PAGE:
This process, first observed in 1987, revealed 30 previously unknown species and has since become a popular research focus. Imagine an entire school bus gradually sinking and then resting on the ocean floor. Whole species thrive off of nutrient-rich area and some, including the newly discovered species, live solely on the school bus (whale carcass).
This burgeoning area of research recently received a lucky gift, actually several of them. The story starts on a San Diego beach:
The 67-foot fin whale was towed to Fiesta Island on Nov. 23 for scientific study. When the carcass landed on the water line, about two dozen researchers started carving it up for biological samples.
Scientists quickly determined that the whale had been killed by a ship because it had numerous fractured vertebrae and large areas of hemorrhage that indicated that it was alive when hit, according to a report put together by Kisfaludy and his partners at the National Oceanic and Atmospheric Administration, SeaWorld and Scripps Institution of Oceanography.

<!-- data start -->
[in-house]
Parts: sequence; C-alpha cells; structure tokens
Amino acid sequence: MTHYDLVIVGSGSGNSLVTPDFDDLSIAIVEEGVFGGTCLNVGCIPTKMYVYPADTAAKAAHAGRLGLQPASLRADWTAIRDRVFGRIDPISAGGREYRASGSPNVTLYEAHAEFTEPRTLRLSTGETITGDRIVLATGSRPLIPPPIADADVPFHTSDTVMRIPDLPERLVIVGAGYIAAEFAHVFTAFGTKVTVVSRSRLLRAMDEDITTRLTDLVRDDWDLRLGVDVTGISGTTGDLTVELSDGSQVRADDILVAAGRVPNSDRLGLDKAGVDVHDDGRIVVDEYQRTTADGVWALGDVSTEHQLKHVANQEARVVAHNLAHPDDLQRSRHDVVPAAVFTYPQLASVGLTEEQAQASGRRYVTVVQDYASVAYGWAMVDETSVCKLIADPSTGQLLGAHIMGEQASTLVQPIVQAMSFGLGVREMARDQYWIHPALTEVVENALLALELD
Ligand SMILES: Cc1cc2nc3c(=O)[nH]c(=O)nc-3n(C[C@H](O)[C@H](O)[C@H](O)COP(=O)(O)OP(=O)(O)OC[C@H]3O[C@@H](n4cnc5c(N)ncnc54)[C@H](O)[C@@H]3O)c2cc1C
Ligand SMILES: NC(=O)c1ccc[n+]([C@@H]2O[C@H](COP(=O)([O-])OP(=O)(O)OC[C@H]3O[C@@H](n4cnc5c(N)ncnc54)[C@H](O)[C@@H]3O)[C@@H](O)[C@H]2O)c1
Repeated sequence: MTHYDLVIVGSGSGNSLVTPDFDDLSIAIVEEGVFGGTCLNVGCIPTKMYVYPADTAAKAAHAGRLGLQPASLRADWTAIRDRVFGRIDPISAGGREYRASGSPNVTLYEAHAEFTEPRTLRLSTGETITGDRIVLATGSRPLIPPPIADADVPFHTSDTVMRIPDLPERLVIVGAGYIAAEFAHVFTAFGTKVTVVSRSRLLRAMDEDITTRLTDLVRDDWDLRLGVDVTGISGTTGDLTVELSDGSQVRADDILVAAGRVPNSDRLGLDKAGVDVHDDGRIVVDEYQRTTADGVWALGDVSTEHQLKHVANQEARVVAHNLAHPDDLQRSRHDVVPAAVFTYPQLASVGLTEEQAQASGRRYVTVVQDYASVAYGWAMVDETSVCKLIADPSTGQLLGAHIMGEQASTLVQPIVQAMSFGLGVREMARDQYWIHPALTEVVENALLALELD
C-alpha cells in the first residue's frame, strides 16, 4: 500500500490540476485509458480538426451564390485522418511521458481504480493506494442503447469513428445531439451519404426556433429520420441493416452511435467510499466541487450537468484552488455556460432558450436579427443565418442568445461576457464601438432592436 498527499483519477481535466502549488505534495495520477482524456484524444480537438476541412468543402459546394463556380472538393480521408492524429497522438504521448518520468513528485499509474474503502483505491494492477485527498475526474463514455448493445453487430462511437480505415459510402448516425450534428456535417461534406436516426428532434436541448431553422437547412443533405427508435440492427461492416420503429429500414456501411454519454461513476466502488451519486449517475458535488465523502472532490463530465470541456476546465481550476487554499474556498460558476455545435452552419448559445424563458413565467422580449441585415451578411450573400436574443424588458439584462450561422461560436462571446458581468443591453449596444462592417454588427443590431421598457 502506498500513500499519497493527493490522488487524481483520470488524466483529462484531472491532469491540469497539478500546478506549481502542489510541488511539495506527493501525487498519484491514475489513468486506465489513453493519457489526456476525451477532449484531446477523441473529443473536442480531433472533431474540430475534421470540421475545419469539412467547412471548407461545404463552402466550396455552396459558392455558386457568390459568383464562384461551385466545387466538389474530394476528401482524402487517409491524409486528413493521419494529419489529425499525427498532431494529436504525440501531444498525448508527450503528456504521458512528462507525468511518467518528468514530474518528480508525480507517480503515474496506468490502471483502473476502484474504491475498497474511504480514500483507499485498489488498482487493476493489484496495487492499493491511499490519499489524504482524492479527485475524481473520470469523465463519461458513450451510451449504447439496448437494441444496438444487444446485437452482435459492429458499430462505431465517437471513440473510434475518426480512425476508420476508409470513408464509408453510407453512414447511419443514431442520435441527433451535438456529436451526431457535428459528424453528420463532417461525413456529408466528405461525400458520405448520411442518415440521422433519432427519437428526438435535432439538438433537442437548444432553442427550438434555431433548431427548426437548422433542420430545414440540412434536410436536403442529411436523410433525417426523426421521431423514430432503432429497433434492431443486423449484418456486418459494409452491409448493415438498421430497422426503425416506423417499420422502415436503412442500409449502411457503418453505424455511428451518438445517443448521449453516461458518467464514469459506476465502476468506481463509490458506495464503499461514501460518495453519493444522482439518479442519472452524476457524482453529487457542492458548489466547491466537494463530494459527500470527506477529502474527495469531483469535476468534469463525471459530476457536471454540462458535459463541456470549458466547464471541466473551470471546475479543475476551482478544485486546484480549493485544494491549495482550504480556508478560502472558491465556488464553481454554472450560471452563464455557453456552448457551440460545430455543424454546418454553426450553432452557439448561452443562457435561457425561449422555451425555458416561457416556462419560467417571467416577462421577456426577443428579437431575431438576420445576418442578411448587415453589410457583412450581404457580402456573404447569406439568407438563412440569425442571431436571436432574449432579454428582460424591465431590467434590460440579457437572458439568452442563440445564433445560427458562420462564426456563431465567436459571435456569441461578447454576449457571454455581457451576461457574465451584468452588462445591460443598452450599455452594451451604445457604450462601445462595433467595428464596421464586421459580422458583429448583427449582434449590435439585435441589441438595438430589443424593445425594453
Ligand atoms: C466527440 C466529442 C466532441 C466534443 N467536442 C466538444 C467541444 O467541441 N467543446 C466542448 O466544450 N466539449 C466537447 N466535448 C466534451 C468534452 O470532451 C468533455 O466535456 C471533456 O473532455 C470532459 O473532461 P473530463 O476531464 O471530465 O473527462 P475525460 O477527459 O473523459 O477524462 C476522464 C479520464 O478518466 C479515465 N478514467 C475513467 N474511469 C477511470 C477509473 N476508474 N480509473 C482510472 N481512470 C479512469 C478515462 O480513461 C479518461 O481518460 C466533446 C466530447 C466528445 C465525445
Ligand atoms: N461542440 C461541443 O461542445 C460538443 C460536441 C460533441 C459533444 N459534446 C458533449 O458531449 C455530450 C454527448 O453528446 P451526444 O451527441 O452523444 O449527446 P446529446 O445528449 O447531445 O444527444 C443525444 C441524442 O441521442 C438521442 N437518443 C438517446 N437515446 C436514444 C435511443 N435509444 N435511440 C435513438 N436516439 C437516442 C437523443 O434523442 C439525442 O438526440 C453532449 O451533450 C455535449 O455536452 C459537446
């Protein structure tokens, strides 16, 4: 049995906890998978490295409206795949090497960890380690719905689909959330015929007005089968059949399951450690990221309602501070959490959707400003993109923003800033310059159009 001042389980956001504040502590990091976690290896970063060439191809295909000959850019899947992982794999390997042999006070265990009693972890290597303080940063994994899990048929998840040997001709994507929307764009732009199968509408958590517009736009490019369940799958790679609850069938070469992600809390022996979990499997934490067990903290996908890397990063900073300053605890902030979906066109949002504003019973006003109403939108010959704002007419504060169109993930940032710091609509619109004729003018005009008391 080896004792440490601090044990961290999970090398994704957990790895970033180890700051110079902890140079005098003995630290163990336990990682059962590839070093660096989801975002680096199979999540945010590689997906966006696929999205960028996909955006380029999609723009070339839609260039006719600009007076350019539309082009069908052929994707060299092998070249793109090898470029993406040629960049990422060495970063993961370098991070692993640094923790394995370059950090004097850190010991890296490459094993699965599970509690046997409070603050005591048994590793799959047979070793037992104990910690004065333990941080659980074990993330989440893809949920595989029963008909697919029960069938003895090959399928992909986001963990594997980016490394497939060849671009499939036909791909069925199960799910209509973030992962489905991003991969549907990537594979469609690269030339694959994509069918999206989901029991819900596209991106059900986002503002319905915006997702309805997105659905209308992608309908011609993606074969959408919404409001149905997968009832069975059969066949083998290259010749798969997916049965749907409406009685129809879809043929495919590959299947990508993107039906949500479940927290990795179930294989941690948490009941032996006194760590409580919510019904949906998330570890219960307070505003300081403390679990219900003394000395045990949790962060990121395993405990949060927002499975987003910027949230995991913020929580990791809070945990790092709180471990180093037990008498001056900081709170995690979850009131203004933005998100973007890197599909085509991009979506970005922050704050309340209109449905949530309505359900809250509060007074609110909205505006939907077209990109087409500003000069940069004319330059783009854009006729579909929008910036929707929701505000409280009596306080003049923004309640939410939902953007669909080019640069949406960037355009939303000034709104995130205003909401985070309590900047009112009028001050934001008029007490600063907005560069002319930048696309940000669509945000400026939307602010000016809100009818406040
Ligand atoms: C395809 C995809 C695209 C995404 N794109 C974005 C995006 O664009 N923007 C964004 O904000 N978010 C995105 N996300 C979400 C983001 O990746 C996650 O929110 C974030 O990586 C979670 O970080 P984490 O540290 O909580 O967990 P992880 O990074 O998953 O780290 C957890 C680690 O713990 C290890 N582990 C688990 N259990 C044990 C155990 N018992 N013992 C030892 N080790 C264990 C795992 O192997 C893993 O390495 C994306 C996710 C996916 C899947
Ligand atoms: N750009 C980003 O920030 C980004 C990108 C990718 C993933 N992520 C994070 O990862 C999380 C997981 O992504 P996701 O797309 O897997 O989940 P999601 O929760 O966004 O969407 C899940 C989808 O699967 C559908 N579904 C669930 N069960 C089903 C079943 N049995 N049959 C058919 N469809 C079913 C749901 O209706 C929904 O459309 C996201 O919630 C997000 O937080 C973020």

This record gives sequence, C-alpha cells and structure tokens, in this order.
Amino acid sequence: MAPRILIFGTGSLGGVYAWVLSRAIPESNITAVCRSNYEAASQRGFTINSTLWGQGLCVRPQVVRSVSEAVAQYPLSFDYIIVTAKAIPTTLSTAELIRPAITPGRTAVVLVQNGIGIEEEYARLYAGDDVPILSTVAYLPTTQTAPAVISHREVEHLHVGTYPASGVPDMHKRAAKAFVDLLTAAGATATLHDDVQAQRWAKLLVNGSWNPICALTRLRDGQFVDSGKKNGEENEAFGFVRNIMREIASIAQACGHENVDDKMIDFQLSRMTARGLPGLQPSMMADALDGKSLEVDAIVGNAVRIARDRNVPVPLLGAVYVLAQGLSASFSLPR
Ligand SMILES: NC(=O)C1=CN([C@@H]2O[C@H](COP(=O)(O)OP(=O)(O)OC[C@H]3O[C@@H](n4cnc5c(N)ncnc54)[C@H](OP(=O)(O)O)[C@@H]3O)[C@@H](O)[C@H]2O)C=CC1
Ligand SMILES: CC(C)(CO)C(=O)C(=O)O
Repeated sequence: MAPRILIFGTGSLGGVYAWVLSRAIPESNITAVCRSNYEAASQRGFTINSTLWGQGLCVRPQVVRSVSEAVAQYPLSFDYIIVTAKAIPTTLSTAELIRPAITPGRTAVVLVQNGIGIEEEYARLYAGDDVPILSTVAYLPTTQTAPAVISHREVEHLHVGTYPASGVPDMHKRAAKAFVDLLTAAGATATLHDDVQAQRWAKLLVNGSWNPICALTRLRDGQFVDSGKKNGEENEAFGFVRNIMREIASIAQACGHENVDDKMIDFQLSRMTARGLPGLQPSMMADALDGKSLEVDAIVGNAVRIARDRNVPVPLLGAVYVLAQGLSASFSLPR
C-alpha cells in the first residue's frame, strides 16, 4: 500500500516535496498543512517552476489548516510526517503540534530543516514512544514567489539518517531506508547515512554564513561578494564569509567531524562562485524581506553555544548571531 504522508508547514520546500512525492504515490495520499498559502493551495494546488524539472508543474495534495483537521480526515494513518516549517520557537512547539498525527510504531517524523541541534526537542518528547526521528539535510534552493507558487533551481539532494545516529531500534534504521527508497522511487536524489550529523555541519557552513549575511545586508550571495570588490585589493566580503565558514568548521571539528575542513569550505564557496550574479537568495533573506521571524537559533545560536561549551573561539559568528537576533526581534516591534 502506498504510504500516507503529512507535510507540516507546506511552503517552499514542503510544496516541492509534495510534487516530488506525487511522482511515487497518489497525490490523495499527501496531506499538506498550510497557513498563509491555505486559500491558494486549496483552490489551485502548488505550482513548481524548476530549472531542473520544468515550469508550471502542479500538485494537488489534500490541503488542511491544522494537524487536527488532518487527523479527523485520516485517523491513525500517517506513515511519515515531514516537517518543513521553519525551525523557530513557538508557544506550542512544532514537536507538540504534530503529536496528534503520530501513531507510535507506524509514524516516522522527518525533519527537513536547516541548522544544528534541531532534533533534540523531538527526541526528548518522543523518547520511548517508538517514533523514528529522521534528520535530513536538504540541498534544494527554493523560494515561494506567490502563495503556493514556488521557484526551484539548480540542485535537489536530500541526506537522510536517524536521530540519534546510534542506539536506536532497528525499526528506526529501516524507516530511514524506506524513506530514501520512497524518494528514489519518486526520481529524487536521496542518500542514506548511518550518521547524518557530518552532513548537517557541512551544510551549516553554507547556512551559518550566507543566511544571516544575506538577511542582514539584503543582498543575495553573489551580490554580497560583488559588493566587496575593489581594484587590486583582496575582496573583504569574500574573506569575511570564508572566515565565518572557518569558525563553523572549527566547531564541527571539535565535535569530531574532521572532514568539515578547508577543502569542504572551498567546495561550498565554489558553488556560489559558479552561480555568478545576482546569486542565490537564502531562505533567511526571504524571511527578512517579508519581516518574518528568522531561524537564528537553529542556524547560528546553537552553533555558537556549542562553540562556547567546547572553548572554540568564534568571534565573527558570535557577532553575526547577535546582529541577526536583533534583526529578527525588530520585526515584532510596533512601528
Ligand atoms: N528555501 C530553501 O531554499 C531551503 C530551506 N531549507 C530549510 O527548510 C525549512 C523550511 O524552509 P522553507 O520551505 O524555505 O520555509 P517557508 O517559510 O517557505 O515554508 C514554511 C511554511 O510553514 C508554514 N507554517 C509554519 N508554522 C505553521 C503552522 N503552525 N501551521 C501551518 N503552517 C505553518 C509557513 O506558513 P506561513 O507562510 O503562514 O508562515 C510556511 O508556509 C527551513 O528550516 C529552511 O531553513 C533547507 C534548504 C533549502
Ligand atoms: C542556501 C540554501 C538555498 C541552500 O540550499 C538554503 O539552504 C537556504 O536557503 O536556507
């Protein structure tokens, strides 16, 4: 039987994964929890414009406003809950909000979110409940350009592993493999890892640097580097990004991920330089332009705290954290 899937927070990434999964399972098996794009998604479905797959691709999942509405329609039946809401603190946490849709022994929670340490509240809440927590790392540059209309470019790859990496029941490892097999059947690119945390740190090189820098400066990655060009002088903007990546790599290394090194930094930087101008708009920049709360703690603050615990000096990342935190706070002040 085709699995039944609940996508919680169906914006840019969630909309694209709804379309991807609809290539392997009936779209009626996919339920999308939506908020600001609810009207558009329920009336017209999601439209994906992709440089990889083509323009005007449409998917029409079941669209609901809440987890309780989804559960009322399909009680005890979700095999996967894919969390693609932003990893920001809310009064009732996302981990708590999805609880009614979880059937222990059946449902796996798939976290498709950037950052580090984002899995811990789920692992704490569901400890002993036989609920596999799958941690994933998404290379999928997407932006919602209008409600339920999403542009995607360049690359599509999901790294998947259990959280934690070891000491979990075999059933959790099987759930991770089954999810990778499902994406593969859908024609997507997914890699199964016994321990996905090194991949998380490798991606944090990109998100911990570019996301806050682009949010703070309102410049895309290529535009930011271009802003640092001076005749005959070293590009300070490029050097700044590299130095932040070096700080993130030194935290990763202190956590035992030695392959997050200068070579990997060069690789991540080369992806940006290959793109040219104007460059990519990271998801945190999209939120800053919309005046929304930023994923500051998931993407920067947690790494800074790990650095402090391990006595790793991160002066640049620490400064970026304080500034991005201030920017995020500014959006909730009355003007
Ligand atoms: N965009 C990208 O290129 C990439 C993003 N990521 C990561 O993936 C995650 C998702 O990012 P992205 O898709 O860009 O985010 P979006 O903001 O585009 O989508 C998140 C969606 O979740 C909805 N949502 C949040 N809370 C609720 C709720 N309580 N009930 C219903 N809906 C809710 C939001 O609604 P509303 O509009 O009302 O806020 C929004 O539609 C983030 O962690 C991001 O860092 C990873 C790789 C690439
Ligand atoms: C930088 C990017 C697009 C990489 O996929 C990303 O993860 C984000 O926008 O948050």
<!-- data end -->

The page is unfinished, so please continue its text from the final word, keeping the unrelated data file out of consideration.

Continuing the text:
Then city officials, unsure what to do with this massive thing, “announced plans to haul the whale to a landfill,” and that’s when Virgin Oceanic got involved. They offered to tow it out to sea using their crew and 125-foot catamaran.
The organization, one of Richard Branson’s enterprises, promotes exploration of the seas. Its leaders wanted to see the carcass turned into an undersea laboratory.
For two nights, the whale was secured to a telephone pole by heavy rope and to an anchor in Mission Bay.
The day after the necropsy — Thanksgiving — Kisfaludy said he and Rouse “ran all over the county looking for steel that we could use.” They found 3,000 pounds of large shackles and 13 links of large ship chain that totaled about 1,000 pounds. They added that to 10,200 pounds of rusty steel mooring weights Kisfaludy secured from sources at Newport Harbor, where Virgin’s 125-foot catamaran docks.
The recreational catamaran then towed the whale 11 miles out to sea and released it. It sat there for a moment until it got crushed by a wave and then sank 800 meters to the ocean floor.
In the coming months Scripps researchers plan to visit the carcass using Remotely Operated Vehicles in search of new biological discoveries.
Video of a whale fall, just landed and 18 months later